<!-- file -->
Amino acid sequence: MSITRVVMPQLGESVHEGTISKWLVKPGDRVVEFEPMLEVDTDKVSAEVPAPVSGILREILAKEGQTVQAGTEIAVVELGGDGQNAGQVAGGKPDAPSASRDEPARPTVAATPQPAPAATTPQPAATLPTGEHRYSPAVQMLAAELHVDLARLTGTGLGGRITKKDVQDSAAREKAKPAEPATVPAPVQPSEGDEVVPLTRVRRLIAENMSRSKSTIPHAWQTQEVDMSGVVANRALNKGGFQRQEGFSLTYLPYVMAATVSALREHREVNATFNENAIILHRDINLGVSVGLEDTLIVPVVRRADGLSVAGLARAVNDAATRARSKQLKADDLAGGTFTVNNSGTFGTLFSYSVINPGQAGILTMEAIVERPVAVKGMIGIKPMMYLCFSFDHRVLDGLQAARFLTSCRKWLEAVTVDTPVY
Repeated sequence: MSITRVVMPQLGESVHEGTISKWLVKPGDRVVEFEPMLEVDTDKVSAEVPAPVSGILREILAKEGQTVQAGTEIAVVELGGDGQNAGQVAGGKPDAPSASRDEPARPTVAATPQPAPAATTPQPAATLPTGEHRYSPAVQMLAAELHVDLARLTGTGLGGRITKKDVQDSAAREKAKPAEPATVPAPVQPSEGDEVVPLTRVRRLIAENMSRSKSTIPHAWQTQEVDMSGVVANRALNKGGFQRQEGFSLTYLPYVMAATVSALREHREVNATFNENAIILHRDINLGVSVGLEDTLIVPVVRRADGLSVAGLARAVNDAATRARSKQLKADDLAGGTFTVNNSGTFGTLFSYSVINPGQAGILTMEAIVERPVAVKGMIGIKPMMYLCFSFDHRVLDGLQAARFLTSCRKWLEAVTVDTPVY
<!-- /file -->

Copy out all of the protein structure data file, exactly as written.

Amino acid sequence: MSITRVVMPQLGESVHEGTISKWLVKPGDRVVEFEPMLEVDTDKVSAEVPAPVSGILREILAKEGQTVQAGTEIAVVELGGDGQNAGQVAGGKPDAPSASRDEPARPTVAATPQPAPAATTPQPAATLPTGEHRYSPAVQMLAAELHVDLARLTGTGLGGRITKKDVQDSAAREKAKPAEPATVPAPVQPSEGDEVVPLTRVRRLIAENMSRSKSTIPHAWQTQEVDMSGVVANRALNKGGFQRQEGFSLTYLPYVMAATVSALREHREVNATFNENAIILHRDINLGVSVGLEDTLIVPVVRRADGLSVAGLARAVNDAATRARSKQLKADDLAGGTFTVNNSGTFGTLFSYSVINPGQAGILTMEAIVERPVAVKGMIGIKPMMYLCFSFDHRVLDGLQAARFLTSCRKWLEAVTVDTPVY
Repeated sequence: MSITRVVMPQLGESVHEGTISKWLVKPGDRVVEFEPMLEVDTDKVSAEVPAPVSGILREILAKEGQTVQAGTEIAVVELGGDGQNAGQVAGGKPDAPSASRDEPARPTVAATPQPAPAATTPQPAATLPTGEHRYSPAVQMLAAELHVDLARLTGTGLGGRITKKDVQDSAAREKAKPAEPATVPAPVQPSEGDEVVPLTRVRRLIAENMSRSKSTIPHAWQTQEVDMSGVVANRALNKGGFQRQEGFSLTYLPYVMAATVSALREHREVNATFNENAIILHRDINLGVSVGLEDTLIVPVVRRADGLSVAGLARAVNDAATRARSKQLKADDLAGGTFTVNNSGTFGTLFSYSVINPGQAGILTMEAIVERPVAVKGMIGIKPMMYLCFSFDHRVLDGLQAARFLTSCRKWLEAVTVDTPVY